Electric cars? These cannot run without power semiconductors from ON Semiconductor and Infineon. Ditto the home solar roof panels which require inverters and rectifiers to turn the DC current to AC, on which almost all appliances run. Even excluding battery electric vehicles, the silicon content of cars is set to triple in the next three years as drivers demand better safety features such as lane departure and school zone warnings, not to mention ever more sophisticated in-car displays and entertainment/navigation systems.
Indeed, the reason that used car prices have skyrocketed is because new cars are not available pending the required chips to finish them. Semiconductors are now critical in areas as diverse as shipping logistics, vaccine development and power grid management.
The Loftus Peak portfolio does not include semiconductor companies because it is a technology investor, trying to pick winners from a commoditised group of companies making low value-add components for computers. They are there because of their critical role in powering the cutting edge of disruptive businesses in all parts of the economy.
Where next for semiconductors?
The revenue limitations for semiconductor companies are not related to demand, but supply. Because of supply chain mayhem caused by COVID-19 coupled with an endless thirst for compute cycles required by advanced applications, there is simply not enough capacity in the world’s major chipmakers to satisfy the demand. It’s the reason that TSMC has allocated US$100b over the next three years to additional manufacturing capacity, more than double the normal sum. Virtually the entire company’s production in 2022 is already sold, and the situation seems likely to continue into 2023.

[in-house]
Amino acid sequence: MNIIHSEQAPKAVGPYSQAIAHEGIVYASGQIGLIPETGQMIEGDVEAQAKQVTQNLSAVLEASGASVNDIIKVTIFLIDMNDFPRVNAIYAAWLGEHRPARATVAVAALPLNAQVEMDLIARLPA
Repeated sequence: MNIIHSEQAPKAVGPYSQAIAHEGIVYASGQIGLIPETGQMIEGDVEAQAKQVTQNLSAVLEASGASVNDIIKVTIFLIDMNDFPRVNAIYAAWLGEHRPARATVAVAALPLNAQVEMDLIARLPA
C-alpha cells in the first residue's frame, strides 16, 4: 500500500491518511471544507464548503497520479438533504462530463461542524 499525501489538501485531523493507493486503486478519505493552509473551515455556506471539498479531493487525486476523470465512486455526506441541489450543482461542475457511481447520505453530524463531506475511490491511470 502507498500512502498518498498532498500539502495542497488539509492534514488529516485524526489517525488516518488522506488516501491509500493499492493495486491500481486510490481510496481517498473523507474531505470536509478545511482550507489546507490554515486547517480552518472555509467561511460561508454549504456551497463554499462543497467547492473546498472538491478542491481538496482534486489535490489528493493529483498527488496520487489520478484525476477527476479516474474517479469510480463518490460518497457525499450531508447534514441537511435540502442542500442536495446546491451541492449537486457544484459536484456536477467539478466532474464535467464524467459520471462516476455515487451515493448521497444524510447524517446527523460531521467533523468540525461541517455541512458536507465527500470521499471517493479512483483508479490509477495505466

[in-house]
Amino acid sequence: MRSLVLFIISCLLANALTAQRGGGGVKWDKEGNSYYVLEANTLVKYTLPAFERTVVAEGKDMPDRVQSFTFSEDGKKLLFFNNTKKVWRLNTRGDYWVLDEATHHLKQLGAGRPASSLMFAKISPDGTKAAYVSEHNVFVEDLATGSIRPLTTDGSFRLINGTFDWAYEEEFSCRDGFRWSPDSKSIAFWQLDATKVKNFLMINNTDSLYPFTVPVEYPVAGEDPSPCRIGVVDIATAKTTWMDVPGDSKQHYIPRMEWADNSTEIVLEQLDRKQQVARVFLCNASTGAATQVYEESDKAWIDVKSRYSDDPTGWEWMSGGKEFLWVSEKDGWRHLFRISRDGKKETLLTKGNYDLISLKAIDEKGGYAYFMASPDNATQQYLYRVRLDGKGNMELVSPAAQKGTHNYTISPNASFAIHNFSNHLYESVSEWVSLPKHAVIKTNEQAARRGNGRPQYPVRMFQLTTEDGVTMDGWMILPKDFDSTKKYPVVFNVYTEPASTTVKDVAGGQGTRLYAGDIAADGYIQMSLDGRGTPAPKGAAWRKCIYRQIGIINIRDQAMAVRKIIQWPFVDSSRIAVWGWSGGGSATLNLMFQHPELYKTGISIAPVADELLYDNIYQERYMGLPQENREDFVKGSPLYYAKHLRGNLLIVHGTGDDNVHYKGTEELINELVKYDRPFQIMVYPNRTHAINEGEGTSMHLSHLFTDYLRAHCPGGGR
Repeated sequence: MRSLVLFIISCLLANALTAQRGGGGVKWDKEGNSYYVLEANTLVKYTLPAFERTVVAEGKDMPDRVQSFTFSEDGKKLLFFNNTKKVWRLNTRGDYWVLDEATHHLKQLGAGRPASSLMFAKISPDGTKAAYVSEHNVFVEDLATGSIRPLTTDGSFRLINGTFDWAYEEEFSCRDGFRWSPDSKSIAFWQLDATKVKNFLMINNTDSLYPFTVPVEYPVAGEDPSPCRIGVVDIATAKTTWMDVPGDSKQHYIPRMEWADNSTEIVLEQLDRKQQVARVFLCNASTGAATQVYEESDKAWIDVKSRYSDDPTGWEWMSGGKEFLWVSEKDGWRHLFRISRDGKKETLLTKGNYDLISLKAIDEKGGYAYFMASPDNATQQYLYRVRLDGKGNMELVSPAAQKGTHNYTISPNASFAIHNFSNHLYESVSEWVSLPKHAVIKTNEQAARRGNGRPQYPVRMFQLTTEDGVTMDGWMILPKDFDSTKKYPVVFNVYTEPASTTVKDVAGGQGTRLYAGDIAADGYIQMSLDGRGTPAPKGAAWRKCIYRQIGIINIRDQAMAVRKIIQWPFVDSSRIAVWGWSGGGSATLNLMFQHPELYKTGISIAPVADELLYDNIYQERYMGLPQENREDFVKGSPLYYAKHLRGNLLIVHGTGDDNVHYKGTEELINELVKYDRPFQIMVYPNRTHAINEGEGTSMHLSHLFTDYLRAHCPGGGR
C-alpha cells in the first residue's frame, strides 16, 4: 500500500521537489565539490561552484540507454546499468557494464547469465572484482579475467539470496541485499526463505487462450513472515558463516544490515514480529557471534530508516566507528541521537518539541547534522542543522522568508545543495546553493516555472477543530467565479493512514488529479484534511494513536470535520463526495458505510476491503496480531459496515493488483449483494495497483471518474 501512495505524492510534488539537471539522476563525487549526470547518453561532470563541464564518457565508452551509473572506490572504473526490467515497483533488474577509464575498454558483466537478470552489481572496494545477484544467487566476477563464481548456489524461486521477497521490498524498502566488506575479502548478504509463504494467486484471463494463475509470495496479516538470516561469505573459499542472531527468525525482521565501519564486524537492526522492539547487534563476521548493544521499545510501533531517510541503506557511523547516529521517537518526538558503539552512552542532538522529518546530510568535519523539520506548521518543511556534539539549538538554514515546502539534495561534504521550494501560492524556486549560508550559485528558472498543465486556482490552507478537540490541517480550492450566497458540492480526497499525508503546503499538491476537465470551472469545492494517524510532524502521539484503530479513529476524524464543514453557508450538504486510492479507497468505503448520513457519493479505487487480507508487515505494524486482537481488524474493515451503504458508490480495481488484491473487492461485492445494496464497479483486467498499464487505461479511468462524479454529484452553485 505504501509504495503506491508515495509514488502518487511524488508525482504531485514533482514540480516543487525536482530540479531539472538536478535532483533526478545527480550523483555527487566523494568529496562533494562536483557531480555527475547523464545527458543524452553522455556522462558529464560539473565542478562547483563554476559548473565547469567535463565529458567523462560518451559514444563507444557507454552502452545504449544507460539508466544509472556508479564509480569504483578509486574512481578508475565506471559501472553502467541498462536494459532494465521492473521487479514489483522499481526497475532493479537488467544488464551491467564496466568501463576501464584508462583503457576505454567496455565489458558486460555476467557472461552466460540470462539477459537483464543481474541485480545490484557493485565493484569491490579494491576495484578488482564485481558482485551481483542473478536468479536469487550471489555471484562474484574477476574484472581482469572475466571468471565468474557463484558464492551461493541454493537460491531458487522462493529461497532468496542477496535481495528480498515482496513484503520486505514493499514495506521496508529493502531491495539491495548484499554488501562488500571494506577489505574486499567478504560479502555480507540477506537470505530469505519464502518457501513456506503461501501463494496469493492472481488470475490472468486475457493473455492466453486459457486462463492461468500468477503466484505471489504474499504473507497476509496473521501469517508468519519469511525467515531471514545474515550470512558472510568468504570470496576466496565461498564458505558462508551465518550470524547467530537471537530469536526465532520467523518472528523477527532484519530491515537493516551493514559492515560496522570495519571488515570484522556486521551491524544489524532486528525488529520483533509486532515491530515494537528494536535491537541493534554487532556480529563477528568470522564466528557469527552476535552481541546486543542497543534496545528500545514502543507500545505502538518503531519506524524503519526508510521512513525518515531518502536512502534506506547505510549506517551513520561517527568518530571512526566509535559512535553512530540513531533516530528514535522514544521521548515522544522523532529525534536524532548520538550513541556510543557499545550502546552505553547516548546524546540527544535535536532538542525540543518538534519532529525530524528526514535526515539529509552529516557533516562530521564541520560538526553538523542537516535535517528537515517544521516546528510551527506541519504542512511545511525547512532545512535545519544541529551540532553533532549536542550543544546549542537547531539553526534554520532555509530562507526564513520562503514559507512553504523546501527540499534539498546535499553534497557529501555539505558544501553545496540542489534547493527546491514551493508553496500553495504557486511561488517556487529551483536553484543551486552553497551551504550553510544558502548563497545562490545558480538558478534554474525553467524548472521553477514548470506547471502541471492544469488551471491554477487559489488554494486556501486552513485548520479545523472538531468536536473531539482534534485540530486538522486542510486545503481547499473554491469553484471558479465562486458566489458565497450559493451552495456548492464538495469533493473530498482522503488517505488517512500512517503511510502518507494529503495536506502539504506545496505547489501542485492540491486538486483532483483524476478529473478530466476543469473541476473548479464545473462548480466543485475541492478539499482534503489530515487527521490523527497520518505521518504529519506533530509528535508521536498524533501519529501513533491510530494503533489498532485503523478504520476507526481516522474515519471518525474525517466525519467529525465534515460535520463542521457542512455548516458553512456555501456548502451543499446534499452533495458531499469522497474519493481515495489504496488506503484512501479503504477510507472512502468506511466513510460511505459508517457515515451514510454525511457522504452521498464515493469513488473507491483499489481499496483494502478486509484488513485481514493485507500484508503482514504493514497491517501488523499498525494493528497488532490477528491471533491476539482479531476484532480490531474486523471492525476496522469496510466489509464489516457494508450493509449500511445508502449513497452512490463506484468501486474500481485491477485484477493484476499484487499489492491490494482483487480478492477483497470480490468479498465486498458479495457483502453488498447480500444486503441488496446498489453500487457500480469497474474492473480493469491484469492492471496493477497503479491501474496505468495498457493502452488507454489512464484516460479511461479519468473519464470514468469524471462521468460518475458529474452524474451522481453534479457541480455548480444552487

The Economist magazine recently referred to data as the new oil – true enough – and it is the semiconductors that are producing, storing and generating value from it. There is no sensible reason for any fully engaged market participant to miss this trend. Investors should look to their own portfolios to ensure adequate, well-priced exposure.
Close of Year performance
The Fund performed well for the year (again) absolutely, but registered its first full calendar year of underperformance, against a strong “re-opening” trade. For the year, the top contributor to the investment portfolio was Qualcomm, which added +5.3 percentage points to return, with Google second at +3.5 percentage points and Microsoft not far behind with +3.1 percentage points. The worst performing companies were Alibaba, which has been cut down by fiat regulation in China and so detracted -2.1 percentage points for the year, and Roku (-1.3 percentage points) which had a very tough year following a period in which it rose tenfold. Read the full December performance review here.
Looking to the year ahead, we remain particularly confident in the Fund’s exposures to 5G and the Internet of Things, cloud computing, digital advertising as well as the semiconductors underpinning these disruptive changes; we will continue to position our clients to benefit from these long-term secular trends.